About Mumbai

The finance centre, the economic powerhouse of the nation, heart of the Hindi film industry and the industrial hub of everything from textiles to petrochemicals, that is Mumabai in a nutshell. 

The essence of Mumbai comes from the glamour of Bollywood, countless occurence of people playing gully cricket, People eating  bhelpuri (a spicy sweet Mumbai snack) on Chowpatty, an outstanding colonial architecture and the red double-decker buses which are pretty hard to spot nowadays. 

What makes Mumbai, Mumbai. 14 things you should know about Mumbai

1. Mumbai is built on what was once a group of seven islands. These seven islands were merged into one landmass over a period of six decades starting circa 1784 AD

2. Mumbai was previously known as Bombay, a name given by the Portuguese navigator, Francis Almeida derived from Bom Bahia which means the Good Bay.

3. The Portuguese handed over Bombay to the English in 1661, as a part of dowry, when King Charles II of England married Princess Catherine de Braganza of Portugal.

4. The zero mile of Mumbai, which marks the centre of the city has 3 different locations as perceived by the Mumbaikars. The Flora Fountain at Hutatma Chowk, the Asiatic Society Library in the Fort area and the GPO near the CST terminus, all are believed to be the actual zero mile/s of Mumbai.

5. The Flora Fountain was erected at the exact place where once an entry to Bombay Fort, Churchgate, a gate named after the St Thomas Cathedral, used to be. The Cathedral was the first church to be built in Mumbai and is also the reason that we have a station by the name 'Churchgate'.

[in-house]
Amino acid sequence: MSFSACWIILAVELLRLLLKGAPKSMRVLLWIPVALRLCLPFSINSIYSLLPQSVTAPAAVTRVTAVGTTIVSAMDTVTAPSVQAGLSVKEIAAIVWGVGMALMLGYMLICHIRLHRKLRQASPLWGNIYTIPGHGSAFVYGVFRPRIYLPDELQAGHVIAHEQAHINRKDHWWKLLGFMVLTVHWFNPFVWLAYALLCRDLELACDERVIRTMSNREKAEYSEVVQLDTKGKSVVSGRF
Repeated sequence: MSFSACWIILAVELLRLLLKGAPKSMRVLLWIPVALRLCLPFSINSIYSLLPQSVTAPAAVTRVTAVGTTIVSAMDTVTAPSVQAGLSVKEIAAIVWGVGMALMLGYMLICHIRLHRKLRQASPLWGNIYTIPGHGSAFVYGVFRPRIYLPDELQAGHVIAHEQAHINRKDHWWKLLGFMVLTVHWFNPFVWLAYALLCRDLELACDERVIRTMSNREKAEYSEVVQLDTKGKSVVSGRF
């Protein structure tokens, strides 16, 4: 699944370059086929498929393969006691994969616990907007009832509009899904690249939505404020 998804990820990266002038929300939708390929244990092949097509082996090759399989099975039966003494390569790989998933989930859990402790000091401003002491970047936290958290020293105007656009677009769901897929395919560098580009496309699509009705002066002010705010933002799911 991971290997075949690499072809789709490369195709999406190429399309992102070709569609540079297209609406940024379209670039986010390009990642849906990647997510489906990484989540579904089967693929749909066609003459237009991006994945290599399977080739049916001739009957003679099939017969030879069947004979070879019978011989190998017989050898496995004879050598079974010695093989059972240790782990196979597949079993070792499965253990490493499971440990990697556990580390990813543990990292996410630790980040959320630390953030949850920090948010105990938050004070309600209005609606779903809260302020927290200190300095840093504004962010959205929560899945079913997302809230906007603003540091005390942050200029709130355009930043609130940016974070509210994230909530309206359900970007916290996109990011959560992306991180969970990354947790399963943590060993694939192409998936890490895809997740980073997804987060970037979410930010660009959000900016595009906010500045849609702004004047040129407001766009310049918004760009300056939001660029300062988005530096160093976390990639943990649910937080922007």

6. The Asiatic Society Library has one of the only two first edition original copies of Dante’s Divine Comedy in its collection.

7. The present day name of Mumbai is derived from the name of an ancient Goddess of the Koli fishing community, Mumba Devi and Ai which in Marathi means mother.

8. The Mumbai suburban trains or locals, the lifeline of the city carry more than 7.2 million commuters’ everyday, which is more than the total population of Israel.

9. The Mumbai suburban trains carry nearly 200,000 lunch boxes known as dabbas everyday which are distributed by the 4000 odd “Dabbawalas” to corporates, workers and students alike. 

10. The more than a century old Dabbawala System has been awarded a six sigma performance rating by the Havard Business Review magazine for its astonishing service accuracy rate.

11. Douglas Jardine, the English cricket team captain, who is infamous for the Bodyline series and the Nobel prize winner writer Rudyard Kipling, who is famous for his Jungle Book and Mowgli, were born in Mumbai.

12. Rudyard Kipling’s birth home is within the campus of the JJ Institute of Applied Arts and has been traditionally the home of the dean of the institution.

13. Bhendi Bazaar area in Mumbai has a very interesting story behind the genesis of its name. This area which is to the north of Crawford market was referred to as the place which was “behind the bazaar” by the British who resided in the Fort area, a locality which is to the south of Crawford market. The locals mistakenly picked “behind the bazaar” as “Bhendi Bazaar” and thus the very unique name.

14. Last but not the least, Dharavi in Mumbai was once an island, then a mangrove swamp and today is one of the largest slums in Asia which reportedly exports goods worth more than USD 650 million to countries across the world.

15. It is the largest city in India with about 14 million people in the city, and over 18 million in the larger metro area.